Am I Pregnant? The Earliest Signs and Symptoms That You Could Be Expecting (and What to Do Next!)

Alessia Santoro

Whether you are actively trying to get pregnant or not, as a sexually active woman, the question of potential pregnancy can be one that tends to linger. For some people, a spot of heartburn the day after having sex could spark the thought, "Am I pregnant?!" and for others, it might take ignoring multiple signs of pregnancy before ever taking a test.

We spoke with Lakesha Richardson MD, OB/GYN, who clued us into some of the earliest signs, symptoms, and tips when it comes to early pregnancy, which all women should be aware of.

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What Are the Early Signs and Symptoms of Pregnancy?

Although one of the earliest and most obvious signs of pregnancy is a missed period, some women may not get a period at all due to their birth control pill or another factor, which can be confusing when trying to figure out if you're pregnant. "Most women realize that they may be pregnant when their cycle doesn't start on time," Dr. Richardson told POPSUGAR. "In addition, women may have morning sickness, an aversion to certain smells, and breast tenderness early in pregnancy. Early signs of pregnancy that women may not be aware of include constipation, heartburn, and [fainting]."

Other signs and symptoms can include bloating, peeing more often than usual, and a metallic taste in your mouth. And of course, one of the most obvious, (but also not so obvious, because being tired is just a part of adulthood), fatigue.

"While every woman is different and experiences early pregnancy differently, every woman will experience the fatigue of early pregnancy. During the first trimester of pregnancy, [the development of the fetus occurs], which usually requires a large amount of energy and leaves most women feeling exhausted by midday or early afternoon. Most women usually feel the need to nap daily during the first trimester."

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When Is the Earliest You Can Find Out You're Pregnant?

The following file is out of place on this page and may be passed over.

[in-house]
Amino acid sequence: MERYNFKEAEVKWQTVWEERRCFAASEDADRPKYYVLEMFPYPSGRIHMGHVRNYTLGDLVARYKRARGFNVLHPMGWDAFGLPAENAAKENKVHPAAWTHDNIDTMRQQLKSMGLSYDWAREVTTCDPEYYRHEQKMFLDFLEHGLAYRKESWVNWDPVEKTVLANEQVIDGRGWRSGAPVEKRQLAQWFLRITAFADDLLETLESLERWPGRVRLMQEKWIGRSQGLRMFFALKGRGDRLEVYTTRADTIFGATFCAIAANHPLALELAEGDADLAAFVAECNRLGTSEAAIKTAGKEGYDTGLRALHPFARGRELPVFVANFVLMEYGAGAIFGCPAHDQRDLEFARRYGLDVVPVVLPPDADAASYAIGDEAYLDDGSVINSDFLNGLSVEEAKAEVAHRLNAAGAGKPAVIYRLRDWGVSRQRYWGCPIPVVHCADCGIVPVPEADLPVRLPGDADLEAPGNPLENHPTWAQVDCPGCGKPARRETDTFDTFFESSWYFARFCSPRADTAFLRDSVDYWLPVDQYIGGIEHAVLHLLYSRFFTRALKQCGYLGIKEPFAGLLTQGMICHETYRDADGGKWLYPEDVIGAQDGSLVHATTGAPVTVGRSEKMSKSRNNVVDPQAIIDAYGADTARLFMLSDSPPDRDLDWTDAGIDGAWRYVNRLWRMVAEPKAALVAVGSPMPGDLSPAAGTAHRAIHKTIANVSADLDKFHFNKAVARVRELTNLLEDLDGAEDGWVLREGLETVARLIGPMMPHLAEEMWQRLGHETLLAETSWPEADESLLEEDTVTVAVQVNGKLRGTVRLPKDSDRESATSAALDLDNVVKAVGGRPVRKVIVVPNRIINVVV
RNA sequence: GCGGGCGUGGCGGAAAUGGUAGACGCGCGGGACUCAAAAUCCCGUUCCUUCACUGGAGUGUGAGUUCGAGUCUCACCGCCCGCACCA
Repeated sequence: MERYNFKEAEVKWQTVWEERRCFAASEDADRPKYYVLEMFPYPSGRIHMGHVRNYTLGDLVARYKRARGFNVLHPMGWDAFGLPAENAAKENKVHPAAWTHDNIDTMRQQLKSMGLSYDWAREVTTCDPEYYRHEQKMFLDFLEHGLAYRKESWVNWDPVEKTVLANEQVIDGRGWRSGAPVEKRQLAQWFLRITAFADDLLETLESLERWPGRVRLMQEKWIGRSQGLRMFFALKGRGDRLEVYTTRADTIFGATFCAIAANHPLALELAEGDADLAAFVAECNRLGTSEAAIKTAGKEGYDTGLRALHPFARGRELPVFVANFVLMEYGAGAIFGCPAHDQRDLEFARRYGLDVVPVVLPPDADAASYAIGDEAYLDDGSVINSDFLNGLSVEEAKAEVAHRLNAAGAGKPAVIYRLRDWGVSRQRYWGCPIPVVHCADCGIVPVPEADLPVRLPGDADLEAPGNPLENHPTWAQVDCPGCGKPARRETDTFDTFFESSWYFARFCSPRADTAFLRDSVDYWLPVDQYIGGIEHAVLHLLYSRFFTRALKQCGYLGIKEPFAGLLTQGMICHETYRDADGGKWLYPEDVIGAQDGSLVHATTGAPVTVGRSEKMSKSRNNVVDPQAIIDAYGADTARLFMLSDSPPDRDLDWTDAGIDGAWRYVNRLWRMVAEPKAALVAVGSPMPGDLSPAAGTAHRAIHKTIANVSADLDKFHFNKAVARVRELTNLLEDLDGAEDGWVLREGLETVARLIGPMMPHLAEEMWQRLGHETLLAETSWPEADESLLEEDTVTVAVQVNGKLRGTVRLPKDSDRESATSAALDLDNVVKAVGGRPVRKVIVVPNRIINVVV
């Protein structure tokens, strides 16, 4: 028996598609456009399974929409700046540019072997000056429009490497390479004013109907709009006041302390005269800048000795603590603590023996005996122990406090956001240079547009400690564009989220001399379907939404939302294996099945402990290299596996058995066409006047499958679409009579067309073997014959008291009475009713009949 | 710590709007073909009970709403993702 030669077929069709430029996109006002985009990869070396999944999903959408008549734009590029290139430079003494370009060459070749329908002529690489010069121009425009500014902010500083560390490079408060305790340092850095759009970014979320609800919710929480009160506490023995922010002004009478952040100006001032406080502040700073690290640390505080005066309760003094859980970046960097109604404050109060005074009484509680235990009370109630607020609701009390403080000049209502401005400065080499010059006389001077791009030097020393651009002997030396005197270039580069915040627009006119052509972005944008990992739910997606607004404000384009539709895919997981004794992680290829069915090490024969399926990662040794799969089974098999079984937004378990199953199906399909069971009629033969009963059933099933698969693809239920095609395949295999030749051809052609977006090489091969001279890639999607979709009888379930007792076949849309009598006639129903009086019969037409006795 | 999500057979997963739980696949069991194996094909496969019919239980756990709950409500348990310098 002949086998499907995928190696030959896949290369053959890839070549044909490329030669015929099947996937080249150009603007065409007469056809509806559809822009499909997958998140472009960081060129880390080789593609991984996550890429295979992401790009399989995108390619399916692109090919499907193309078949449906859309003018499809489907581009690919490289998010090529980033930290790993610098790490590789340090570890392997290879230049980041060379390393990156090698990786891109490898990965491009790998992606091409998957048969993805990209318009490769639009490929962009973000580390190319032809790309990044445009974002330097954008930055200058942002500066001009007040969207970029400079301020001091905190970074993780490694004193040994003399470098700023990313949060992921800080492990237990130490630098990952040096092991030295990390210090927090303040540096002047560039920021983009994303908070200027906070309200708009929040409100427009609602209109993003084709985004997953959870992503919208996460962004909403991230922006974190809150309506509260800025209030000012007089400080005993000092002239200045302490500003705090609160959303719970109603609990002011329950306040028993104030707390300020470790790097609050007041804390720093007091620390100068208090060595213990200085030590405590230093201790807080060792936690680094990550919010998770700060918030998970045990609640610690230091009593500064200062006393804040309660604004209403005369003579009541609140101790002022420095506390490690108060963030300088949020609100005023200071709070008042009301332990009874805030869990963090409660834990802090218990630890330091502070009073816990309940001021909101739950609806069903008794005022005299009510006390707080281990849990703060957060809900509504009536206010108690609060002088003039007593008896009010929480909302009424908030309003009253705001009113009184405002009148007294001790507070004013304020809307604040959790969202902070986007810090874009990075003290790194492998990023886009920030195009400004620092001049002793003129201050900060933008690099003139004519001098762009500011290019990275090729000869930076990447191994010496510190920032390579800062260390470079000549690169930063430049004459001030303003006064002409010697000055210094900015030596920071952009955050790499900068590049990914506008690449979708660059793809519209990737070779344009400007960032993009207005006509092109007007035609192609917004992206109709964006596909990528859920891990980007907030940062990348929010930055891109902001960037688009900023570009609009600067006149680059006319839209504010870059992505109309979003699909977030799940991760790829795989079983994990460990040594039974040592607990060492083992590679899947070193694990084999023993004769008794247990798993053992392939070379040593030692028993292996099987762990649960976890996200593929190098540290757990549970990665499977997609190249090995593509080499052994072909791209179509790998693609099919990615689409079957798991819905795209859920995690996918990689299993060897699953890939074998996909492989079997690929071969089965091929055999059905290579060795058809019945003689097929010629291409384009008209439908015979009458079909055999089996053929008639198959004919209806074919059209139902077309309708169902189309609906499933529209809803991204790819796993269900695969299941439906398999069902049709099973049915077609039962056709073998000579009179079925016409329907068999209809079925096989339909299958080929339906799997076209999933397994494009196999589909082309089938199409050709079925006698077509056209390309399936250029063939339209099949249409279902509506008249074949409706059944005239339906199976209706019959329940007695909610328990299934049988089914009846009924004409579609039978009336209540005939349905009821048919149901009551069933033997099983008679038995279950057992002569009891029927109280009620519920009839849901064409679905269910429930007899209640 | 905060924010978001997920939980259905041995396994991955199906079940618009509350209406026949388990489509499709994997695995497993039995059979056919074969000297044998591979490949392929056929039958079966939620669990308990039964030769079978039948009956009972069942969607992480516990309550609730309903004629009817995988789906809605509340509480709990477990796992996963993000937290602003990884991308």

With an average menstrual cycle of 28 days, it doesn't seem like that long of time in between cycles to wait to see if you conceived, but if you've ever felt like you might be pregnant but weren't sure, you know that each day waiting for your period to come or not can feel like an eternity. Thanks to pregnancy test technology, however, women are able to find out nearly a week before their missed period if they're pregnant. "With First Response, you can tell as soon as six days before your first missed period that you are pregnant. [It] is over 99 percent accurate," Dr. Richardson notes of the popular pregnancy test brand.

Should You See a Doctor Following a Positive Pregnancy Test?

Physically, early pregnancy may not look like much (even if it feels like you're getting hit with a ton of bricks), but you should see your doctor well before your baby bump makes its debut. According to Dr. Richardson, "You should see a doctor as soon as possible after confirming an early pregnancy" because the first trimester is so important.

"The first trimester is a crucial time in pregnancy because of [the development of the fetus]," she said, before listing additional reasons why some women may need some extra assistance from their doctor within the first trimester. "Women who are high risk may need to stop certain medications that are teratogenic, [which can disturb the development of the fetus]. Women who have an incompetent cervix may need to be scheduled for a cerclage, [a treatment for cervical weakness], in early pregnancy. Women who have a history of preterm labor may need to be started on injections to prevent preterm delivery."

In general, contacting or visiting your doctor is always a good idea if you're concerned or have questions, especially during the early stages of your pregnancy.